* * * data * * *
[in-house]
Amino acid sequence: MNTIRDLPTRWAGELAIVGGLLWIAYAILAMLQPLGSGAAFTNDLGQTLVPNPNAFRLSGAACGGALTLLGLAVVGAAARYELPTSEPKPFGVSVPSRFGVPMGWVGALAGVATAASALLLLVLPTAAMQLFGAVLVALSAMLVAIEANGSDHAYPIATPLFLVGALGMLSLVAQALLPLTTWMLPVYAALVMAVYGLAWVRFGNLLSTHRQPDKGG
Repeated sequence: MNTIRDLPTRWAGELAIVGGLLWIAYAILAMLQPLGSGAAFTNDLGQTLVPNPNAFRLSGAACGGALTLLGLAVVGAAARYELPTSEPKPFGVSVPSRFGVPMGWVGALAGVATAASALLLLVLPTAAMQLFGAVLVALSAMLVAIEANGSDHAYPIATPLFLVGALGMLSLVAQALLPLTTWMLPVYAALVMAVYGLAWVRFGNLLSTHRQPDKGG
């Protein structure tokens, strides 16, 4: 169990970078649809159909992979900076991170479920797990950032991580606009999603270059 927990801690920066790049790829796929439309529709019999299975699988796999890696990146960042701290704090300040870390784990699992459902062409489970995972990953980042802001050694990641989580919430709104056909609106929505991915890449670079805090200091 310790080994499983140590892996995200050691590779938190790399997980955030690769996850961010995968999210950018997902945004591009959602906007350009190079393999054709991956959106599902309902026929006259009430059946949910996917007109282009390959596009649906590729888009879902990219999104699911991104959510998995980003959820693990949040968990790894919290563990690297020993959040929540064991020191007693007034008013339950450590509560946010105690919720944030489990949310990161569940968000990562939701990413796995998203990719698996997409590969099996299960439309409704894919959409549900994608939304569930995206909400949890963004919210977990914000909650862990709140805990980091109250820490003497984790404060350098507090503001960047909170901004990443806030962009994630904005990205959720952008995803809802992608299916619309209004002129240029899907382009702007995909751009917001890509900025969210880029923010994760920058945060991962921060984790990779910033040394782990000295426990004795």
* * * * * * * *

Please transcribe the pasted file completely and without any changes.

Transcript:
[in-house]
Amino acid sequence: MNTIRDLPTRWAGELAIVGGLLWIAYAILAMLQPLGSGAAFTNDLGQTLVPNPNAFRLSGAACGGALTLLGLAVVGAAARYELPTSEPKPFGVSVPSRFGVPMGWVGALAGVATAASALLLLVLPTAAMQLFGAVLVALSAMLVAIEANGSDHAYPIATPLFLVGALGMLSLVAQALLPLTTWMLPVYAALVMAVYGLAWVRFGNLLSTHRQPDKGG
Repeated sequence: MNTIRDLPTRWAGELAIVGGLLWIAYAILAMLQPLGSGAAFTNDLGQTLVPNPNAFRLSGAACGGALTLLGLAVVGAAARYELPTSEPKPFGVSVPSRFGVPMGWVGALAGVATAASALLLLVLPTAAMQLFGAVLVALSAMLVAIEANGSDHAYPIATPLFLVGALGMLSLVAQALLPLTTWMLPVYAALVMAVYGLAWVRFGNLLSTHRQPDKGG
């Protein structure tokens, strides 16, 4: 169990970078649809159909992979900076991170479920797990950032991580606009999603270059 927990801690920066790049790829796929439309529709019999299975699988796999890696990146960042701290704090300040870390784990699992459902062409489970995972990953980042802001050694990641989580919430709104056909609106929505991915890449670079805090200091 310790080994499983140590892996995200050691590779938190790399997980955030690769996850961010995968999210950018997902945004591009959602906007350009190079393999054709991956959106599902309902026929006259009430059946949910996917007109282009390959596009649906590729888009879902990219999104699911991104959510998995980003959820693990949040968990790894919290563990690297020993959040929540064991020191007693007034008013339950450590509560946010105690919720944030489990949310990161569940968000990562939701990413796995998203990719698996997409590969099996299960439309409704894919959409549900994608939304569930995206909400949890963004919210977990914000909650862990709140805990980091109250820490003497984790404060350098507090503001960047909170901004990443806030962009994630904005990205959720952008995803809802992608299916619309209004002129240029899907382009702007995909751009917001890509900025969210880029923010994760920058945060991962921060984790990779910033040394782990000295426990004795």